02/08/2015 04:05 EST | Updated 04/10/2015 05:59 EDT

Matthew Schreindorfer, Leukemia Patient, Seeks $800K For Last-Ditch Treatment
The family of Matthew Schreindorfer, a 25-year-old Laval resident with acute lymphoblastic leukemia (ALL), is seeking nearly a million dollars to help pay for a last-ditch effort to save his life.

Schreindorfer first discovered he had cancer last summer, shortly after marrying high-school sweetheart KatiaLuciani in June 2014. He was 24.

"We were basically just starting our lives together as a married couple," Luciani said. 

He began experiencing symptoms upon his return from their honeymoon, initially attributed to a bug he could have picked up while on vacation. A month and a half later, he was diagnosed with ALL.

"It was such a shock to find out it was actually cancer," she said, adding that Schreindorfer had always been really active and rarely sick.

Sloan Kettering trial costs $675K U.S.

Since his summertime diagnosis, his lymphoma has rapidly progressed.

Luciani said her husband has received all the possible treatments available to someone with ALL in Canada. However, a clinical trial at New York's Memorial Sloan Kettering Cancer Center could potentially hold the key to his cancer's remission.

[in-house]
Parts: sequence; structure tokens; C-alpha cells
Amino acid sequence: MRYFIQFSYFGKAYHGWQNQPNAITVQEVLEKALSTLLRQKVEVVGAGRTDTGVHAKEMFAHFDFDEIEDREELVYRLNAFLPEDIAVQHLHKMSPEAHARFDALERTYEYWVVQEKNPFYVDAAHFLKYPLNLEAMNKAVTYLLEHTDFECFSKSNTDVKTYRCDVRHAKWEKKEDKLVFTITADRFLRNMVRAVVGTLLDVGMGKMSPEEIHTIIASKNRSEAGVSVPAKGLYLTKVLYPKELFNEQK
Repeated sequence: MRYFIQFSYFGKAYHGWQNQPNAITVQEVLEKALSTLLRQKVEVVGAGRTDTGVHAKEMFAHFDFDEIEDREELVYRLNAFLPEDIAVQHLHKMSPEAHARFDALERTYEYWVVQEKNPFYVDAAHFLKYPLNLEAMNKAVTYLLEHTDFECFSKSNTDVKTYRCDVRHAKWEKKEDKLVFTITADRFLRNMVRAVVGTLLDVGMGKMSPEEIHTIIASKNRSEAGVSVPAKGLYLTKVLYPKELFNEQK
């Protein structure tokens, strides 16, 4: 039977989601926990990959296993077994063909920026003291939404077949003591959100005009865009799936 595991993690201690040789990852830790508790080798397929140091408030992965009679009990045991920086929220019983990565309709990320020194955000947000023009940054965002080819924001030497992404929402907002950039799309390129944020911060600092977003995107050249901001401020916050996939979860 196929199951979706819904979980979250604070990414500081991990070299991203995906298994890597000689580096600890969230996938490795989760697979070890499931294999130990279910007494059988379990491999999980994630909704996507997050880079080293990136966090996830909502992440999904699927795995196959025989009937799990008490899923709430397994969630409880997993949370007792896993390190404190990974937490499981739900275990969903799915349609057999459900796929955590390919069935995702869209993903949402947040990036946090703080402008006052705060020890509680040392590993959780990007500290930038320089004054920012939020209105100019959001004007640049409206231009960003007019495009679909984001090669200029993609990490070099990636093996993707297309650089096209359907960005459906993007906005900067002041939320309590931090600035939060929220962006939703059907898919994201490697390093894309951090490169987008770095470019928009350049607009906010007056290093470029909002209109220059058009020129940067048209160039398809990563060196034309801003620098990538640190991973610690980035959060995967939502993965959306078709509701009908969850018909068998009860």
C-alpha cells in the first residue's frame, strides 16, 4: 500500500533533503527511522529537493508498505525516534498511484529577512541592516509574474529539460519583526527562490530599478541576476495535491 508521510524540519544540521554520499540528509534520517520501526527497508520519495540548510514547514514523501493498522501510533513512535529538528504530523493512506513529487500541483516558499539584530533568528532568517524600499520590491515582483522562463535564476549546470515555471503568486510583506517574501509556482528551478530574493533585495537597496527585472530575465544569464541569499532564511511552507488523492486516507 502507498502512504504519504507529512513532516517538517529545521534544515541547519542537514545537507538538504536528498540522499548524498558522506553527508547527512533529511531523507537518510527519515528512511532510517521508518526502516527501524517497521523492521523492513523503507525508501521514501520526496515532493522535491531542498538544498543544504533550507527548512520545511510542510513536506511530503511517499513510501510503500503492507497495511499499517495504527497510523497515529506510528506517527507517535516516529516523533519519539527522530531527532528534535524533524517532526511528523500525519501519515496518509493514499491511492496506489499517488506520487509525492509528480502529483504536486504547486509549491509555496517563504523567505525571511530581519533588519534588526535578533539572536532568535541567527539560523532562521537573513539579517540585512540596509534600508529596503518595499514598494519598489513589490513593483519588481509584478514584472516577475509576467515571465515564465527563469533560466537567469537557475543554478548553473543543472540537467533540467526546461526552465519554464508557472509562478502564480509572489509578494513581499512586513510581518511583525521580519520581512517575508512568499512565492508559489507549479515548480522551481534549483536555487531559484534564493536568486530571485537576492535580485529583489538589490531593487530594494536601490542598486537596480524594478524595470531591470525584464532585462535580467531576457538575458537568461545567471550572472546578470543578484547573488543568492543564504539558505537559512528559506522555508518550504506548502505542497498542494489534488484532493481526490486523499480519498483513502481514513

The trial has so far had a 90 per cent success rate in putting refractory ALL patients into remission, Luciani said. 

The problem is that the New York cancer centre requires a $675,000 U.S. deposit before enrolling a patient in the clinical trial.

"How the treatment works is that they take his white blood cells, they modify them genetically in a lab for about 10 days, and then in the meantime they need to probably give him chemotherapy to bring his cancer cells down — not to a remission level, but just to a stable level. And then they re-inject the cells into his body," Luciani said.

She said the $675,000 U.S. would cover most of her husband's medical costs associated with the clinical trial. However, an infection or any other emergency could drive their bills upwards.

$220K already raised

So far, their online fundraising campaign has raised $220,000. Luciani said friends and family members have also raised some additional funds. 

Schreindorfer was back in hospital last Wednesday with abdominal pains and a high fever, causing a delay in his journey to the American cancer centre.

"The main goal right now is to get him stable and then to be able to transport him to New York. [The timeline] is really just as soon as possible," Luciani said.